Wednesday, May 2, 2012

A letter to a mother .....

Today, I saw a post which included a letter from a mother to her daughter. I see a lot of myself in that letter, both as a daughter and as a mother. Although, I must admit, the daughter part of me is a far better example of what one should be than the mother side of me. But, all I can say is I did my best raising my four boys and I hope they know that they are my heart.

I am blessed. I can honestly say that my mother has all of the redeeming qualities listed below; patience, love, understanding, wisdom.

I remember laying with her in bed while she read me stories. We would wriggle our toes under the blankets so the cat would "attack" our feet.

She would go to great lengths to get me whatever I needed. Like the time I had ripped my pants and needed her to bring a replacement pair to school ... over 50 miles away.

She would patiently sit through my frustrated temper tantrums while trying to explain to me the simple aspects of algebra, as I was making it more difficult than it needed to be.

Having raised my four boys, I know there are many moments I didn't display all the right attributes or temperaments, but I see them as parents themselves now, and I know I did some things right.

Unfortunately, I also see a lot of the harsh truths in this letter from a mother.

My mother calls and repeats the same stories she had relayed last time we spoke. Sometimes she repeats the story during the same phone call. I let her tell her story and acknowledge her when appropriate. I do not chastise her and only assist or correct her when she lets me know she'd appreciate the help.

We have had our go-rounds with regards to getting her hair done and getting a manicure. I could never talk her into a pedicure. ANd the fear of falling in the shower or tub pretty much ensured she wasn't going to bathe as requested ( or required ) ... but I can't say I blame her as I fear falling, even at my age!!!

Over the years she certainly has slowed as she is aging. What tasks she used to do with ease, became more of a chore for her. Her walking developed into a slow-speed shuffle. Getting in and out of her chair was accompanied by moans and groans.... Now she is in a wheel chair and cannot even do the simplest of things without assistance.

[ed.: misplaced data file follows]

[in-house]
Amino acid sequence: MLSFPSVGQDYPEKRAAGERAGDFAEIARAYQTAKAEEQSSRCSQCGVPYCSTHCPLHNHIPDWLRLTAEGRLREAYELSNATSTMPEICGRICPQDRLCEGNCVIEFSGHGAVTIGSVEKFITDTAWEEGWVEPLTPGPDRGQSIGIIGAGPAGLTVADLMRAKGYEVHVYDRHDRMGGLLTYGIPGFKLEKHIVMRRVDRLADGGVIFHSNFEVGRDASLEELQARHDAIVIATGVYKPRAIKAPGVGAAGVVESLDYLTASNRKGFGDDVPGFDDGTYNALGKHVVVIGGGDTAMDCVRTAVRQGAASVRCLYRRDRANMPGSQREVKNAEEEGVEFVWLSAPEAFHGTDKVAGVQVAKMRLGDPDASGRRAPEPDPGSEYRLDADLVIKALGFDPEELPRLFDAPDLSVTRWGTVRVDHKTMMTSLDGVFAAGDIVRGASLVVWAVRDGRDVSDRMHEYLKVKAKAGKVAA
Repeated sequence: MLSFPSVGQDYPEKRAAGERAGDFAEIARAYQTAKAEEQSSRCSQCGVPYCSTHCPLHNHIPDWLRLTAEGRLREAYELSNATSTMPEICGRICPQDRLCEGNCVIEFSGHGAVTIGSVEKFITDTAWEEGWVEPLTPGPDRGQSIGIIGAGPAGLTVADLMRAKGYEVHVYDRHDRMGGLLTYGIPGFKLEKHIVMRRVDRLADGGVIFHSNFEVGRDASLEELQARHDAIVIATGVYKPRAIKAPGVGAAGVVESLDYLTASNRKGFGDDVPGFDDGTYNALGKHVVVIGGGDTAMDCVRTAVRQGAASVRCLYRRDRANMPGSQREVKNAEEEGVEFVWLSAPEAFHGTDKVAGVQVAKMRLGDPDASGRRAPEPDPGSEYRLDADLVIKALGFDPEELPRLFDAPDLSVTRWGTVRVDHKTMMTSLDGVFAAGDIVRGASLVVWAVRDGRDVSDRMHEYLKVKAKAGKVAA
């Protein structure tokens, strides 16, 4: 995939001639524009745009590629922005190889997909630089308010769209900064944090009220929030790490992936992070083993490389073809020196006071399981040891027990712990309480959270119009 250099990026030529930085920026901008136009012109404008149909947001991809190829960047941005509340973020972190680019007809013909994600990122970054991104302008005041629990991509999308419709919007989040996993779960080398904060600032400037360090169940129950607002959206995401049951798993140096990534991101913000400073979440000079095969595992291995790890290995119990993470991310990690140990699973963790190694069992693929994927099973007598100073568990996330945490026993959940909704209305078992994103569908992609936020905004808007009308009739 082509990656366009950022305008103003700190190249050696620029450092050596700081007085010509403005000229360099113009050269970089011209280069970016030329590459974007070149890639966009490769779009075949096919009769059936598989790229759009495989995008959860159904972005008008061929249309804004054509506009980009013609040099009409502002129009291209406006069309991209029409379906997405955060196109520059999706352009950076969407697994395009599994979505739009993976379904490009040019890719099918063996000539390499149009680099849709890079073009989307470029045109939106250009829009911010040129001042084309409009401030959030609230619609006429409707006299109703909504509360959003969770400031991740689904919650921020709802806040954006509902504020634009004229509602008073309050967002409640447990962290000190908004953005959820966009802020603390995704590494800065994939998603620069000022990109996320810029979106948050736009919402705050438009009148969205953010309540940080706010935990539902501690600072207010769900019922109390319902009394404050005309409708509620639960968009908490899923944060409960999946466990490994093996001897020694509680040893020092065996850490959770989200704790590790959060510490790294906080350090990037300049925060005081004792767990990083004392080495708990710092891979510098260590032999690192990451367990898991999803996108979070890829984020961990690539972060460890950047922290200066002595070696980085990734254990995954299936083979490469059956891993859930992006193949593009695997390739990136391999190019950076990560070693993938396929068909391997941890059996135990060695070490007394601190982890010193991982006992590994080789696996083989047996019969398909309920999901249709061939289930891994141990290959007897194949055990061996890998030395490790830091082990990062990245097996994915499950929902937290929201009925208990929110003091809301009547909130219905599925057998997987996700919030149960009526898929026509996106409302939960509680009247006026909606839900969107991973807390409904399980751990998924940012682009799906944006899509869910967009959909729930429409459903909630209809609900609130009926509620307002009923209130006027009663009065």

Her cell phone, audio recorder from the Department of the Blind, and hearing aides are just as much a mystery to me as they are to her.

I do my best to live by the advice in this letter as I know she would do the same for me.

From a mother to a daughter, but it applies to sons and fathers, as well.

 "My dear daughter, the day you see I’m getting old, I ask you to please be patient, but most of all, try to understand what I’m going through.

 If when we talk, I repeat the same thing a thousand times, don’t interrupt to say: “You said the same thing a minute ago”... Just listen, please. Try to remember the times when you were little and I would read the same story night after night until you would fall asleep. 

When I don’t want to take a bath, don’t be mad and don’t embarrass me. Remember when I had to run after you making excuses and trying to get you to take a shower when you were just a girl? 

When you see how ignorant I am when it comes to new technology, give me the time to learn and don’t look at me that way... remember, honey, I patiently taught you how to do many things like eating appropriately, getting dressed, combing your hair and dealing with life’s issues every day... the day you see I’m getting old, I ask you to please be patient, but most of all, try to understand what I’m going through. 

If I occasionaly lose track of what we’re talking about, give me the time to remember, and if I can’t, don’t be nervous, impatient or arrogant. Just know in your heart that the most important thing for me is to be with you.

 And when my old, tired legs don’t let me move as quickly as before, give me your hand the same way that I offered mine to you when you first walked. 

 When those days come, don’t feel sad... just be with me, and understand me while I get to the end of my life with love. I’ll cherish and thank you for the gift of time and joy we shared. With a big smile and the huge love I’ve always had for you, I just want to say, I love you... my darling daughter. "

If you've read this all the way through, call your mother and tell her you love her. 

<3 <3 <3

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